It wasn’t just a pregame team meal and/or a player vomiting on the sidelines during the game, two reasons that made headlines this week as to what accelerated the spread among the Notre Dame team. In doing thorough contract tracing during the shutdown, Hunt and his cohorts uncovered many other areas that either helped expand the outbreak or could do so in the future.
“We may have gotten a little loose in some areas in terms of how we operate within our locker room,” Hunt said, “in terms of our mask compliance, our spacing on the sidelines and the activities that are being done there.
“These are certainly speculative, but as we look at the clusters that we had and the position groups that they were and how we contract traced the spread, there were areas that we can get better.”
Also it was important to identify what didn’t contribute to the outbreak. Hunt admitted he was nervous about family and friends of players spending time with them after games and after traveling to South Bend, often from long distances.
“It was an area that was a new group of people that we’re bringing into our tight-knit group,” he said. “The word ‘bubble’ is probably often overused. The only bubble that’s actually out there is the NBA. But certainly our closed environment.
“Looking back now over the last two weeks — or the last two games that we had — I’m not sure that the families were in any part of that source or part of that cause of where we’re at today.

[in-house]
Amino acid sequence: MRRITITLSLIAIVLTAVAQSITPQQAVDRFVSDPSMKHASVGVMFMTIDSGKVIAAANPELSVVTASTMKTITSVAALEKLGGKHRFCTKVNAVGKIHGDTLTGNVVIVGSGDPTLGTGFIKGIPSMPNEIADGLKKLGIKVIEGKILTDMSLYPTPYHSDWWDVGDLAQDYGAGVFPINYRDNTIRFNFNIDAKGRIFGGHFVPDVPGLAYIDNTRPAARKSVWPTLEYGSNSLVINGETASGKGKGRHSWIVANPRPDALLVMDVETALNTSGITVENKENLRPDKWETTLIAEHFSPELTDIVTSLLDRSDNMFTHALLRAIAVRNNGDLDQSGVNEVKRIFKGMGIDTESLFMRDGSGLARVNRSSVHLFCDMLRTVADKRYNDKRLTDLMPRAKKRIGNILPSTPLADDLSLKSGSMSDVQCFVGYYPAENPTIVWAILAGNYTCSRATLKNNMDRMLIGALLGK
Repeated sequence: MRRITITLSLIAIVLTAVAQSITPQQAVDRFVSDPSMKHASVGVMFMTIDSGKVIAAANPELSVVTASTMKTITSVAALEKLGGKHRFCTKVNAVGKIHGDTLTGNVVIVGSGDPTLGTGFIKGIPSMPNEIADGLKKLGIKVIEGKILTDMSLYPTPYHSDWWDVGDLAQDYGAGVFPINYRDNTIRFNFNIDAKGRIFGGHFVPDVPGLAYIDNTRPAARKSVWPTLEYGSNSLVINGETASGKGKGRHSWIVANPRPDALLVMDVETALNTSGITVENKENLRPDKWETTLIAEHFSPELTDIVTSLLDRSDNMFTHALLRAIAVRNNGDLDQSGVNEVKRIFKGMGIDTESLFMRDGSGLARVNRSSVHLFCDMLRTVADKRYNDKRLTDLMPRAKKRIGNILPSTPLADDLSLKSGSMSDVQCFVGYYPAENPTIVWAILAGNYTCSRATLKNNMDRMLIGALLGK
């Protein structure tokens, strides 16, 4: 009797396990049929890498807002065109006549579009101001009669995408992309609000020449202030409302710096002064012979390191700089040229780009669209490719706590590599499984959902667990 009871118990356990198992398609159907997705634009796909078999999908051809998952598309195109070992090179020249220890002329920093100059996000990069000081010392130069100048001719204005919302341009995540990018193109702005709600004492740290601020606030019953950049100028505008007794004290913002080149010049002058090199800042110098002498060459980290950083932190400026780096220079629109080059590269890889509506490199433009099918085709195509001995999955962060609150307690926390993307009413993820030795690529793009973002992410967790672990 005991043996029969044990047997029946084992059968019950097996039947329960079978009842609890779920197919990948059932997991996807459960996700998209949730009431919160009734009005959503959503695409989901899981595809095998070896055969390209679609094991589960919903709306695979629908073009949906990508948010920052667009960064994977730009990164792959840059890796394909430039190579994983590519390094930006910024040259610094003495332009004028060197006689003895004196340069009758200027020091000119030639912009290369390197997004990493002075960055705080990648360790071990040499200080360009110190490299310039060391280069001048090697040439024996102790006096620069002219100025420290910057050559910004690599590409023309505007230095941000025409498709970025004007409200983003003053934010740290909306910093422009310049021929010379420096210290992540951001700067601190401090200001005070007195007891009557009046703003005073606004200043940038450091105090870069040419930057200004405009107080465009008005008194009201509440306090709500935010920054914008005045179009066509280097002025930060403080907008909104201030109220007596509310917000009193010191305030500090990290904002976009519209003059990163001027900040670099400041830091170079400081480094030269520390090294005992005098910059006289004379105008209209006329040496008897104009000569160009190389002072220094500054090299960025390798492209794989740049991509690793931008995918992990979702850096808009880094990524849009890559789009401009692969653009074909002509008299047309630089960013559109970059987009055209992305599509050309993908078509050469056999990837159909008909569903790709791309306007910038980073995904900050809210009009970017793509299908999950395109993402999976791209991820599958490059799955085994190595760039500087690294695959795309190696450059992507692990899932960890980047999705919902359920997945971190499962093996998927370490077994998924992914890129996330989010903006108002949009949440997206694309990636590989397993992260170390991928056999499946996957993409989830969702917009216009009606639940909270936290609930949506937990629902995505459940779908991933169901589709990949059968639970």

“Certainly it’s a possibility, but as our contact-tracing teams have dug deep into this, none of the families were symptomatic, pre(game) or post(game), and it doesn’t appear that any of them have contracted the illness from our players, either.
“So I’m not sure that’s a reasonable explanation. It’s an easy one. It’s an easy one to say that that’s the problem. But it’s probably not reality in terms of what we’re doing there.”
For the time being, Hunt said there are no plans to add daily, rapid-return antigen tests for the entire roster to the three-times-a-week PCR tests, though he didn’t rule it out in the future.
Just like everything else involving dancing with COVID-19, it’s almost always in shades of gray.
When Kelly was asked about what the threshold to postpone a game looked like — with Wake Forest or another game in the future — his answer leaned more on art than fixed numbers.
Maybe that’s why answering questions about Kevin Austin Jr. was so much easier. There’s a prognosis, a timetable and a science-based routine to get him looking like the scout-team player that torched ND’s No. 1 defense in practice last bowl season during a season-long suspension from game-action.
Contrast that with COVID-19, and the very real prospect that the Irish may never play a game this season with its entire roster intact. And Kelly can live with that.
As long as there’s enough normalcy each ensuing week to get a glimpse at how good this 2020 Irish team can be, with resilience perhaps its most endearing and enduring asset.
“We’re going to have to go against each other and we’re going to have to go a lot,” Kelly said. “So there will be some challenges.
“But once the game gets going, this group has played a lot of football. I’m pretty confident that we’ll be able to get up to snuff pretty quickly.”